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A History of the Ecosystem Concept in Ecology

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Issue: 
Fall 2002

- Karen Baker, Palmer LTER (PAL )

Frank Golley, 1993. A History of the Ecosystem Concept in Ecology, Yale University Press, 254p.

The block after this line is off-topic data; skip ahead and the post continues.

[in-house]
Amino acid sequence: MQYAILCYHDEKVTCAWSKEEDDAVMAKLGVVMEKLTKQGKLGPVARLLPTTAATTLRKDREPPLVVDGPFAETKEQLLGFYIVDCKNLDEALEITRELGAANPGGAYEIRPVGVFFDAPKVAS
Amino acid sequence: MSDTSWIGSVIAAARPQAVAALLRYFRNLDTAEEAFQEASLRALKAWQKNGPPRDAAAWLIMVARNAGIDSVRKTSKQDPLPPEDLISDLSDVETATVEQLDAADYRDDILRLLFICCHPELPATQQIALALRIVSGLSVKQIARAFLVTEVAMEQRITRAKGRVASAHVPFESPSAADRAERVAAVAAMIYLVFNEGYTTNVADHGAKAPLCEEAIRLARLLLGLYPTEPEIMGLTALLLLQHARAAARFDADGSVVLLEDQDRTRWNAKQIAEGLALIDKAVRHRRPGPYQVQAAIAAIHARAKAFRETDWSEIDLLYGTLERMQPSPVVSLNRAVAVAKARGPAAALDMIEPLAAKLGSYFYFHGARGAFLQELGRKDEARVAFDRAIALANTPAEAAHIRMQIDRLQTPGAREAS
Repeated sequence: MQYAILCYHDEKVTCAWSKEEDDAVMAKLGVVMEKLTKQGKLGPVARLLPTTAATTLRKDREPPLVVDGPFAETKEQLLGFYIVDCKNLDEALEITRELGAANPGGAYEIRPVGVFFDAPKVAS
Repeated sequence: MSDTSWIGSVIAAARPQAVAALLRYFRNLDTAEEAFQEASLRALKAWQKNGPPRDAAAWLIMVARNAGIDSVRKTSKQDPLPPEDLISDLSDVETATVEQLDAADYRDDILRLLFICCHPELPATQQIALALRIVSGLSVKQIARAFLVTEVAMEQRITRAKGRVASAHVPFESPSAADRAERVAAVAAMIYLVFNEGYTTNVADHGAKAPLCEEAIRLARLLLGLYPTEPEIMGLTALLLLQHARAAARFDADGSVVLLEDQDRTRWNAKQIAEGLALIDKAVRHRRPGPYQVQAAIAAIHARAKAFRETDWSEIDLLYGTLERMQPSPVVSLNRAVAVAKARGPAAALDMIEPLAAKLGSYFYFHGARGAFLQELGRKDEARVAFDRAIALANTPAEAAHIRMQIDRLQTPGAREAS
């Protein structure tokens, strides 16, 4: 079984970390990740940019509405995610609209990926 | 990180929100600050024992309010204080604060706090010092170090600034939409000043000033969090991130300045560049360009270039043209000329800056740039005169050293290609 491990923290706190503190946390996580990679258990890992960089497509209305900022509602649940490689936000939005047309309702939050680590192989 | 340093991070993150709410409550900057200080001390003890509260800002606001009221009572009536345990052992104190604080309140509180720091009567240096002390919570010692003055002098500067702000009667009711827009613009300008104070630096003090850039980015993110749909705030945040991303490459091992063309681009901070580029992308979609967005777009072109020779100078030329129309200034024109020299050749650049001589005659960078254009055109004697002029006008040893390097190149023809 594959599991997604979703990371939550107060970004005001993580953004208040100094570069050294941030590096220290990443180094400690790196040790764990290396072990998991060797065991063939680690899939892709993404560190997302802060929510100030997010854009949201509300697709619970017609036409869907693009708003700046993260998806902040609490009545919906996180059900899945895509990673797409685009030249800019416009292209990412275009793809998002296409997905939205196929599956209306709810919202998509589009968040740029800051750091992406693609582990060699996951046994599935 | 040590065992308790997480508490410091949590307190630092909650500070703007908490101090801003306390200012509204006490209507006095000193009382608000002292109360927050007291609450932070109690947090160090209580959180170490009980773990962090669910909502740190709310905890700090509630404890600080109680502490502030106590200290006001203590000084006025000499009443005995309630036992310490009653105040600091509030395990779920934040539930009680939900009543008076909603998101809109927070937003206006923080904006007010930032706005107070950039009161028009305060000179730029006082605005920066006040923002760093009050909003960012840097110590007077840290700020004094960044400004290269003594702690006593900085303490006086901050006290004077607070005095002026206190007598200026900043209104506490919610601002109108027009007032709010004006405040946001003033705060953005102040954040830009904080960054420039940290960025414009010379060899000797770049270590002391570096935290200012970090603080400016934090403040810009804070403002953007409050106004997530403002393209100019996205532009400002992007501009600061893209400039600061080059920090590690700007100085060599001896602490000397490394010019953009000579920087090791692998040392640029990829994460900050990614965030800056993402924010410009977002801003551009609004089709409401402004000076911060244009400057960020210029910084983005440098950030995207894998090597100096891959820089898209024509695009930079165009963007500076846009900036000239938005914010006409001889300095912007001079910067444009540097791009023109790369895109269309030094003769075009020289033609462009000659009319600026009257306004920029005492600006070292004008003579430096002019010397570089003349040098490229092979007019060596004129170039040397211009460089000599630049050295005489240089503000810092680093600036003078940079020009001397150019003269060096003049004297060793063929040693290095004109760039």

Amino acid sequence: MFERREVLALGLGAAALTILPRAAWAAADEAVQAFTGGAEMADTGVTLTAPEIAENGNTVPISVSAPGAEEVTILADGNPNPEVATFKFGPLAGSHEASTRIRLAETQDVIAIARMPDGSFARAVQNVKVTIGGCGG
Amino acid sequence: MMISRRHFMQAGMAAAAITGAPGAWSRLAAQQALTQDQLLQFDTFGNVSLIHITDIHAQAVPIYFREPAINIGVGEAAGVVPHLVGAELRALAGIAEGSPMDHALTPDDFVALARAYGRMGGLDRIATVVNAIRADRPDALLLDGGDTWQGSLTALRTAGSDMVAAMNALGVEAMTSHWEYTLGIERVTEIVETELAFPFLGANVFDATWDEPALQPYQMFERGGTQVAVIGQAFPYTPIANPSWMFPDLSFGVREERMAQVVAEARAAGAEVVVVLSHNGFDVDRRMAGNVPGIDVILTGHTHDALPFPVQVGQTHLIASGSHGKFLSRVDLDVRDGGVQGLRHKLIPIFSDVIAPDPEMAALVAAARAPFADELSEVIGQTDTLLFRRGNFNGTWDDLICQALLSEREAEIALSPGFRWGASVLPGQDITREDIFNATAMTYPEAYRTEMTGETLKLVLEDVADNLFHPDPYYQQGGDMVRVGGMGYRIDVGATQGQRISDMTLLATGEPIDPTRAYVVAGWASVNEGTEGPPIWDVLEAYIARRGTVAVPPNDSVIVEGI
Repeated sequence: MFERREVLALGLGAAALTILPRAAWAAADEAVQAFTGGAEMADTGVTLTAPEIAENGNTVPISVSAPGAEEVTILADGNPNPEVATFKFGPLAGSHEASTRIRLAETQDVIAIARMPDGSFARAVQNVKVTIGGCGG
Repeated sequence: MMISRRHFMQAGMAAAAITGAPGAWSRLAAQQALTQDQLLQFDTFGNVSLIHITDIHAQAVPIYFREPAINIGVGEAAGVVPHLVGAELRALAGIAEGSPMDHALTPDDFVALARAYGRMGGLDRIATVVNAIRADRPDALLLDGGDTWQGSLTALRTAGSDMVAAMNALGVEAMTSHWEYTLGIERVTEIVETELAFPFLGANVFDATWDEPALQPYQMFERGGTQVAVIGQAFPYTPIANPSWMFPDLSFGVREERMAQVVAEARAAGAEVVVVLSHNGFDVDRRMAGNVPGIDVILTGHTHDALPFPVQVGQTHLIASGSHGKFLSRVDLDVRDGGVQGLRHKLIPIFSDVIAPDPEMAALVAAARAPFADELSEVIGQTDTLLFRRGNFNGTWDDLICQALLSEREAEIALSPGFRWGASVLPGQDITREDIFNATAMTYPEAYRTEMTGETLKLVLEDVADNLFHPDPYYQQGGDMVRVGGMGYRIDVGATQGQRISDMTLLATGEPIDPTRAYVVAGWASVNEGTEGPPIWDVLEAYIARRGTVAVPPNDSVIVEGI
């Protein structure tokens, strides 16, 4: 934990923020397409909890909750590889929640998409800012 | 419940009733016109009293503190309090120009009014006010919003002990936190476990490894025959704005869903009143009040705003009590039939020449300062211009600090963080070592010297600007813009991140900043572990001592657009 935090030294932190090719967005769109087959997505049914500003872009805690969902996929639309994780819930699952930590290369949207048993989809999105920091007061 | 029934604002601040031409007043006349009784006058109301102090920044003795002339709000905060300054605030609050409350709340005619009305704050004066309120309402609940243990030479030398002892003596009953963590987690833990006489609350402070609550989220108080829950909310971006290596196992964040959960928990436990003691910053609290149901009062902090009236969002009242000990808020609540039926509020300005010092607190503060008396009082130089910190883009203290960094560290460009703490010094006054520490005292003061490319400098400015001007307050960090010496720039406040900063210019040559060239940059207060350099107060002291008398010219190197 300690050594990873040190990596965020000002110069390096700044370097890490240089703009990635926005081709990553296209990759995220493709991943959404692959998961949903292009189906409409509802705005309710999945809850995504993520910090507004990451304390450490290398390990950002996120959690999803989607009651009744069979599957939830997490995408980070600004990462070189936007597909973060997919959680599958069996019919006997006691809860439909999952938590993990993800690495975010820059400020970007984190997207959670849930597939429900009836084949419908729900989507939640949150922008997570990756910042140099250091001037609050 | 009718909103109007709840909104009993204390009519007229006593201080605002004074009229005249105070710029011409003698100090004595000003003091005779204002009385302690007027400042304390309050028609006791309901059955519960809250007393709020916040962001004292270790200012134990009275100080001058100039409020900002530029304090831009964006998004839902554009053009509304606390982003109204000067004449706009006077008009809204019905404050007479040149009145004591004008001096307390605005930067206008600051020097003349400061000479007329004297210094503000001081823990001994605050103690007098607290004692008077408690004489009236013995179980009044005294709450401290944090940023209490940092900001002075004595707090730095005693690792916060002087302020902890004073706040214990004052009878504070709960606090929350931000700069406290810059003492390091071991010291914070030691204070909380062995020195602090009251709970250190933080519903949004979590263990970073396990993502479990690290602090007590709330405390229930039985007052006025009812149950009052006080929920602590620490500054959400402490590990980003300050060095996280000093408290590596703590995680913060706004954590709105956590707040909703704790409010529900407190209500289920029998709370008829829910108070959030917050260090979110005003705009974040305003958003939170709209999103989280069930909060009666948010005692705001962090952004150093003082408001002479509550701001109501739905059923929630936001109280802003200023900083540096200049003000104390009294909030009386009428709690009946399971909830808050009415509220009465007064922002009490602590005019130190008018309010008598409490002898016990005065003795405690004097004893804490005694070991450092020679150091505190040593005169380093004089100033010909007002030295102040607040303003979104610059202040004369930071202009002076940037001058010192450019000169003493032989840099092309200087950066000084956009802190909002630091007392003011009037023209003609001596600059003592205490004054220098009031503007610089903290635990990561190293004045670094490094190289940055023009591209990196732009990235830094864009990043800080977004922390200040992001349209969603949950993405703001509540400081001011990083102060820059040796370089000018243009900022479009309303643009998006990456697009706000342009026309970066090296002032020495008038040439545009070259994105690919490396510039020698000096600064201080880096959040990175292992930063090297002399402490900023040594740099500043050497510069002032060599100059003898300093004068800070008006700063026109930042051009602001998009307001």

In order to gain insight into a concept, context is provided by some often-nonlinear historical events. As LTER community members, we benefit from the the sweep and the depth of Frank Golley's presentation on ecosystem science. As information managers, we benefit from his recognition of the need for information management in combining, extending and passing on the data that science gathers. One historical note worth mentioning because it highlights an important distinction sometimes lost in the tacit understanding of our current research environment, is that LTER is not an acronym for Long-Term Ecosystem Research (p118) but rather for Long-Term Ecological Research. Is this an important distinction? Golley provides organizational examples, contrasting the business model for big science programs with a more academic approach. LTER, as a network, is a community organization model that explicitly adopts an integrative embrace of ecology, avoiding potential misunderstandings over the multiple levels of meaning and history associated with the term 'ecosystem research'. The LTER understaking is an ongoing re-balance of understandings generated by the multiple views afforded by the spectrum of reductionist to holistic, by the elements juxtapositioned with the whole.